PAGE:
I'm reading Mark Twain's Life on the Mississippi
I'm slightly freaked to find, reading this thread, that a lot of people read Shakespeare in modern English renditions. Why? It's not hard to get into Elizabethan English once you get the hang of it. Heck, even Chaucer is readable--
A thousand tymes have I herd men telle,
That ther is joye in heven, and peyne in helle;
And I acorde wel that hit is so;
But natheles, yit wot I wel also,
That ther nis noon dwelling in this contree,
That either hath in heven or helle y-be,
Ne may of hit non other weyes witen,
But as he hath herd seyd, or founde hit writen.
You can't understand Chaucer read out loud ("A thoo-zund tee-muss hovvy heyrd men tella..."), but English spelling is so persistently quaint that it isn't hard to get 90% of it in its written form and make an educated guess at the rest.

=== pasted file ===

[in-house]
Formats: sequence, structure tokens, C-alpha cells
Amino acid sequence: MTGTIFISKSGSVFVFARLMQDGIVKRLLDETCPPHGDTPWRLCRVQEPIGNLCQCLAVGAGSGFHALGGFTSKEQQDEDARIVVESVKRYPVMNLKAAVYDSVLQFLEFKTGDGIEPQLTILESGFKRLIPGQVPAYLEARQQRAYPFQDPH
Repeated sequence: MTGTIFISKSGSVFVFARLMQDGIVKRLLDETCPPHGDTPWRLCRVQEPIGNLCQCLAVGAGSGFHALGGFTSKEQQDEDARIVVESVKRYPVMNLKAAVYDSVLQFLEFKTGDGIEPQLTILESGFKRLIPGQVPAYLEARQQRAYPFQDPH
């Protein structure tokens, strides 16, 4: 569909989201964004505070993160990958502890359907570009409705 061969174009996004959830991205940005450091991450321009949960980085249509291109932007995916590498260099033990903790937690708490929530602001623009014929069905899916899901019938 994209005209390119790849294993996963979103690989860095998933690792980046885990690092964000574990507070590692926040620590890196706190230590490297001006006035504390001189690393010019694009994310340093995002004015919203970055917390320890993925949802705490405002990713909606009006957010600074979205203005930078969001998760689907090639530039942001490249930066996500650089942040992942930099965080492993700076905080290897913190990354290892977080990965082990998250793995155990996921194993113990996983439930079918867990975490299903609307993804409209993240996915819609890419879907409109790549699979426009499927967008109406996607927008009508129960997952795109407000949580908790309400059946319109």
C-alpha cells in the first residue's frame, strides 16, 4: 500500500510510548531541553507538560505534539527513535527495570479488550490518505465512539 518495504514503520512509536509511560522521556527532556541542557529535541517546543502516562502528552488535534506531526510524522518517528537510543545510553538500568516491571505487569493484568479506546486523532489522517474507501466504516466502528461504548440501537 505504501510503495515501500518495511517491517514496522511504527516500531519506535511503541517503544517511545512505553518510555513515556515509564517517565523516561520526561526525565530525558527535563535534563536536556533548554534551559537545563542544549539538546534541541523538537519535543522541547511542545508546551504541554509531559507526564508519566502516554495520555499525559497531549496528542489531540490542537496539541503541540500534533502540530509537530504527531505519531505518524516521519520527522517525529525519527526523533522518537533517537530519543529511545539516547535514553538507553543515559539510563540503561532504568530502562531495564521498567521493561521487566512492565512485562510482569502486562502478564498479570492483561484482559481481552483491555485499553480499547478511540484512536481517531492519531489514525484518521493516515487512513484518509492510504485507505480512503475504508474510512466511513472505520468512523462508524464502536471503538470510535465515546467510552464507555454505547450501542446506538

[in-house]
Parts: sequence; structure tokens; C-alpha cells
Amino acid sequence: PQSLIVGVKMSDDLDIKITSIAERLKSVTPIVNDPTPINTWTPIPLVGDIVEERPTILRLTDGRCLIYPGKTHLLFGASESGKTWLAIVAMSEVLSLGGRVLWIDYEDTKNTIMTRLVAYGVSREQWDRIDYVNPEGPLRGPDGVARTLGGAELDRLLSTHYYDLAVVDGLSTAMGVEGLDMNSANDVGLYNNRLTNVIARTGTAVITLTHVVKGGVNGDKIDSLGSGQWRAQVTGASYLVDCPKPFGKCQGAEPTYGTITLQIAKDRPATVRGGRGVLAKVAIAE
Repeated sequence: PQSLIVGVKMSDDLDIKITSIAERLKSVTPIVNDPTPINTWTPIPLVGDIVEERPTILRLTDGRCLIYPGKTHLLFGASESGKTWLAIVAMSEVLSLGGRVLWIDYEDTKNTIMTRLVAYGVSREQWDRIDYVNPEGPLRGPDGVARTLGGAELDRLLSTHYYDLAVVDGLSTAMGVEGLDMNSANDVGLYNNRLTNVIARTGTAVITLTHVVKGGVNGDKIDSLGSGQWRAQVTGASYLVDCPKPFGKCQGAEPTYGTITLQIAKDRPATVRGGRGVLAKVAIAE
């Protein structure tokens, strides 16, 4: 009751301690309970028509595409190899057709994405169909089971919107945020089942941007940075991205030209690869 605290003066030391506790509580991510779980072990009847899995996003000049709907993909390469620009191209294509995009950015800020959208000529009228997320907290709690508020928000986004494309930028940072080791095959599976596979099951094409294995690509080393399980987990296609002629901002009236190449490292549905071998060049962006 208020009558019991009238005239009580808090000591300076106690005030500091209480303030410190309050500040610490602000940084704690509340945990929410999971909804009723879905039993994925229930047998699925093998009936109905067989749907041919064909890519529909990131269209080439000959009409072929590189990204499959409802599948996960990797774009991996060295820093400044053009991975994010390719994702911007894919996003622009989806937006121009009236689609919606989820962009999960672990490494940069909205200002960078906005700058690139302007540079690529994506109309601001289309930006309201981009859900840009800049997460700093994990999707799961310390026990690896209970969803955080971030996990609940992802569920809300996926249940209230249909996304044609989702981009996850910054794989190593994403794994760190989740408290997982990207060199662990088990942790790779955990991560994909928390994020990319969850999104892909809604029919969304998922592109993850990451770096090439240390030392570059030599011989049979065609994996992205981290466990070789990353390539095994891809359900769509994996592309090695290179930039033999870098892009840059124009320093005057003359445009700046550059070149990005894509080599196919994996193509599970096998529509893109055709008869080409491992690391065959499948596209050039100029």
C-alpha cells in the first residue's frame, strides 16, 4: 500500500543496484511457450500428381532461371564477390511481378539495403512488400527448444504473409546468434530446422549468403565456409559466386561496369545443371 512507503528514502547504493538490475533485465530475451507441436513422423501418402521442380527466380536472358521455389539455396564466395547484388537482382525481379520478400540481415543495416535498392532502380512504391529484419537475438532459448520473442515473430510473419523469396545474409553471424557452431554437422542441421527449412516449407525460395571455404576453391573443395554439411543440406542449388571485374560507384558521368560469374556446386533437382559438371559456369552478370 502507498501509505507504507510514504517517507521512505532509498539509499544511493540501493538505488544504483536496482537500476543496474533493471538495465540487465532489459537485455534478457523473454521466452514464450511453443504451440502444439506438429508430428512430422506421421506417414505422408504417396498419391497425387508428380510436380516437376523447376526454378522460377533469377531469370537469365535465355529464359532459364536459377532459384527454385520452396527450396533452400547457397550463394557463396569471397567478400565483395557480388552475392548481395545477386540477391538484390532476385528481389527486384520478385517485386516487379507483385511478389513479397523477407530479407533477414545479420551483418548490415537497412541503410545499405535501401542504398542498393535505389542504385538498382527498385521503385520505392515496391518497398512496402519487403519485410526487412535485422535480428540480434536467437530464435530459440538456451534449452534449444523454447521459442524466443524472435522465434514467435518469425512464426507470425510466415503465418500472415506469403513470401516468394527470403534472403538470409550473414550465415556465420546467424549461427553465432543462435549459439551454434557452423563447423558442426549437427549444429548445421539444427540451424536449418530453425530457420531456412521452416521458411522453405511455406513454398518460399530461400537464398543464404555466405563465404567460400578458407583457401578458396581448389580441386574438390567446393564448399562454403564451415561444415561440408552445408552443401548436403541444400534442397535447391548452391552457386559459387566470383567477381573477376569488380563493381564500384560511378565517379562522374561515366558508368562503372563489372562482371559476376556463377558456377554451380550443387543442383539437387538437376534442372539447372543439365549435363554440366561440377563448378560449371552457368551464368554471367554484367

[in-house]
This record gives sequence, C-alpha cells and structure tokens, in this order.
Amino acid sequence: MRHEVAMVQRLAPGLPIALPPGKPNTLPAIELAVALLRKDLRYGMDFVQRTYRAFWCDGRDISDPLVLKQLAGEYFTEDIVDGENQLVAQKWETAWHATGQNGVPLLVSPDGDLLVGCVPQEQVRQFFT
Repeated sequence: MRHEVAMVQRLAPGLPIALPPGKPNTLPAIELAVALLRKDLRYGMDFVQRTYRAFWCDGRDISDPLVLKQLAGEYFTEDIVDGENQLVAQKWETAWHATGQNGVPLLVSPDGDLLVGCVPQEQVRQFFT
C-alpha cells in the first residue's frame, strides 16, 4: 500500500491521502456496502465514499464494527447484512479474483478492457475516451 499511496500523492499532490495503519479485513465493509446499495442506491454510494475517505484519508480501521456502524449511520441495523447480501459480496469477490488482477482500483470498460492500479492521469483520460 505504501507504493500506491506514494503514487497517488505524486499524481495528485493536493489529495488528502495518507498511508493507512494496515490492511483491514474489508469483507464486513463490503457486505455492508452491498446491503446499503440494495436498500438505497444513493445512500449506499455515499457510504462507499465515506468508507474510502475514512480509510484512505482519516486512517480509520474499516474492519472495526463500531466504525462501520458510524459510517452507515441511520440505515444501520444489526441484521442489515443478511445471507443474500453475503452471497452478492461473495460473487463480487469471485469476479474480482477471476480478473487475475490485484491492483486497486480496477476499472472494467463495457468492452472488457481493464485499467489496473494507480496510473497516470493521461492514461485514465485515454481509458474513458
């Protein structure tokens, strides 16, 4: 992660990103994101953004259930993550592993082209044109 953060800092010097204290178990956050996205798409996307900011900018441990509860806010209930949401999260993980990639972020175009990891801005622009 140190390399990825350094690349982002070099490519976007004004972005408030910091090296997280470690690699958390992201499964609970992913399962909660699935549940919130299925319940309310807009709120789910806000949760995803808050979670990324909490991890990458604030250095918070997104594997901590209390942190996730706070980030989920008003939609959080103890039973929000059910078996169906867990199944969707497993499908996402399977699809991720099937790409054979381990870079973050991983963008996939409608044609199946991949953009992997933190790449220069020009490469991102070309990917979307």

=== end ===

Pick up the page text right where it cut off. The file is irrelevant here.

What makes Shakespeare tough, it seems to me, isn't that his language is archaic, but that it's extravagant:
That spanieled me at heels, to whom I gave
Their wishes, do discandy, melt their sweets
On blossoming Caesar; and this pine is barked
That overtopped them all.
This was just as much a mindfuck in 1600 as in 2000. Making up words left and right is part of Shakespeare's weird power, and you lose that power when you translate him into Basic English.
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